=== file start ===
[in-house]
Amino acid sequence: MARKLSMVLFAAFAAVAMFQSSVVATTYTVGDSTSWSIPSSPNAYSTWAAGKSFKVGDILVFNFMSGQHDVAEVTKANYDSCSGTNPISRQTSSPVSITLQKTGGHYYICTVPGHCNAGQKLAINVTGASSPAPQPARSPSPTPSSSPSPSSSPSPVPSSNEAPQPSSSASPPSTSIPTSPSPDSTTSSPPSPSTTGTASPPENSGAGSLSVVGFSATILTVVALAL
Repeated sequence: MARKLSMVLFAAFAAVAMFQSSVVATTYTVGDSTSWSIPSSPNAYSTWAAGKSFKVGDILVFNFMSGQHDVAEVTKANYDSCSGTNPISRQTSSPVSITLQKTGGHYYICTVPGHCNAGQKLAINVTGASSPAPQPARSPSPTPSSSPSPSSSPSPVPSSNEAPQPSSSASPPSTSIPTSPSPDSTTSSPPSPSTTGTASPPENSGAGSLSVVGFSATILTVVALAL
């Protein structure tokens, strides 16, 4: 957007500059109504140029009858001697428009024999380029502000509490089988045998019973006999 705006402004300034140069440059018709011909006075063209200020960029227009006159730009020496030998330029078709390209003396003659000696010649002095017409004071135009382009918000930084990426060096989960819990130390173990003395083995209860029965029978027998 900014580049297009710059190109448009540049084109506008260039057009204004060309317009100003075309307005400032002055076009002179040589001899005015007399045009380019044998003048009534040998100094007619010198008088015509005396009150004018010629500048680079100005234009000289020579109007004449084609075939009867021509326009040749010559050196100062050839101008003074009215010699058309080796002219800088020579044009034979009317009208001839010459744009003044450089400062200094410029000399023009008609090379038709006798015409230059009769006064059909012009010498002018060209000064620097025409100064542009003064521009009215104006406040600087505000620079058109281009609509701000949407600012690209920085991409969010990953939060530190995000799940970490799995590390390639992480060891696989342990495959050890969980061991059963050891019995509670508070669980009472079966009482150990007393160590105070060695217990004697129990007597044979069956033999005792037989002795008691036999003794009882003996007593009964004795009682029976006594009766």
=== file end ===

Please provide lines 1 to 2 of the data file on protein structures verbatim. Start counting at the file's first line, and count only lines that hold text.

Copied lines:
[in-house]
Amino acid sequence: MARKLSMVLFAAFAAVAMFQSSVVATTYTVGDSTSWSIPSSPNAYSTWAAGKSFKVGDILVFNFMSGQHDVAEVTKANYDSCSGTNPISRQTSSPVSITLQKTGGHYYICTVPGHCNAGQKLAINVTGASSPAPQPARSPSPTPSSSPSPSSSPSPVPSSNEAPQPSSSASPPSTSIPTSPSPDSTTSSPPSPSTTGTASPPENSGAGSLSVVGFSATILTVVALAL